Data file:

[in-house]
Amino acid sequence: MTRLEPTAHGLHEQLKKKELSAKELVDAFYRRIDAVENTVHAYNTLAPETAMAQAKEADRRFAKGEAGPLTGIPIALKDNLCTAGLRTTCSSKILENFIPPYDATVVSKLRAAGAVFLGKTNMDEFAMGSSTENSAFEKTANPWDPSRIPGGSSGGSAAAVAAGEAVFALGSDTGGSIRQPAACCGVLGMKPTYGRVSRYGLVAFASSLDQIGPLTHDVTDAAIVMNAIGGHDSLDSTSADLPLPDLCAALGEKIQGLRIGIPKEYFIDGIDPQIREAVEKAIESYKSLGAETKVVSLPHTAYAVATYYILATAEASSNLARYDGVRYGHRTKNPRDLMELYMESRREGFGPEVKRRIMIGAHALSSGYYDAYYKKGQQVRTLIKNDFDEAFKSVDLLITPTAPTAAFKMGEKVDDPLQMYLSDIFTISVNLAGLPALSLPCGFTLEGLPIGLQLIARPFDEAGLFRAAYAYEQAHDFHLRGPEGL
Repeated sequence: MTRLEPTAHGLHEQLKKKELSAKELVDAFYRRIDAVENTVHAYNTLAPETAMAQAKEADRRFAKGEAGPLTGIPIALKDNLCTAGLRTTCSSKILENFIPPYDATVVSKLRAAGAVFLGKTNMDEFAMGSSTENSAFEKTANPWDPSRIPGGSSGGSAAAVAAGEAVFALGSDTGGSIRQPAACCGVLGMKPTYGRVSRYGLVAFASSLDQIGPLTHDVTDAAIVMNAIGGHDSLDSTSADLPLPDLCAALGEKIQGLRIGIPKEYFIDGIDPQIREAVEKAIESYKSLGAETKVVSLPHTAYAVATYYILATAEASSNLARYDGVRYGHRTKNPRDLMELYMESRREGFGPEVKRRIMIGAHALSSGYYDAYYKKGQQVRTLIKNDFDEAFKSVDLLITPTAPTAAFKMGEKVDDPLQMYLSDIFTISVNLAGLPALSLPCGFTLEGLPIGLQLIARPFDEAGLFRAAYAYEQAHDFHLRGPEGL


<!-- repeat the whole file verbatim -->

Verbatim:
[in-house]
Amino acid sequence: MTRLEPTAHGLHEQLKKKELSAKELVDAFYRRIDAVENTVHAYNTLAPETAMAQAKEADRRFAKGEAGPLTGIPIALKDNLCTAGLRTTCSSKILENFIPPYDATVVSKLRAAGAVFLGKTNMDEFAMGSSTENSAFEKTANPWDPSRIPGGSSGGSAAAVAAGEAVFALGSDTGGSIRQPAACCGVLGMKPTYGRVSRYGLVAFASSLDQIGPLTHDVTDAAIVMNAIGGHDSLDSTSADLPLPDLCAALGEKIQGLRIGIPKEYFIDGIDPQIREAVEKAIESYKSLGAETKVVSLPHTAYAVATYYILATAEASSNLARYDGVRYGHRTKNPRDLMELYMESRREGFGPEVKRRIMIGAHALSSGYYDAYYKKGQQVRTLIKNDFDEAFKSVDLLITPTAPTAAFKMGEKVDDPLQMYLSDIFTISVNLAGLPALSLPCGFTLEGLPIGLQLIARPFDEAGLFRAAYAYEQAHDFHLRGPEGL
Repeated sequence: MTRLEPTAHGLHEQLKKKELSAKELVDAFYRRIDAVENTVHAYNTLAPETAMAQAKEADRRFAKGEAGPLTGIPIALKDNLCTAGLRTTCSSKILENFIPPYDATVVSKLRAAGAVFLGKTNMDEFAMGSSTENSAFEKTANPWDPSRIPGGSSGGSAAAVAAGEAVFALGSDTGGSIRQPAACCGVLGMKPTYGRVSRYGLVAFASSLDQIGPLTHDVTDAAIVMNAIGGHDSLDSTSADLPLPDLCAALGEKIQGLRIGIPKEYFIDGIDPQIREAVEKAIESYKSLGAETKVVSLPHTAYAVATYYILATAEASSNLARYDGVRYGHRTKNPRDLMELYMESRREGFGPEVKRRIMIGAHALSSGYYDAYYKKGQQVRTLIKNDFDEAFKSVDLLITPTAPTAAFKMGEKVDDPLQMYLSDIFTISVNLAGLPALSLPCGFTLEGLPIGLQLIARPFDEAGLFRAAYAYEQAHDFHLRGPEGL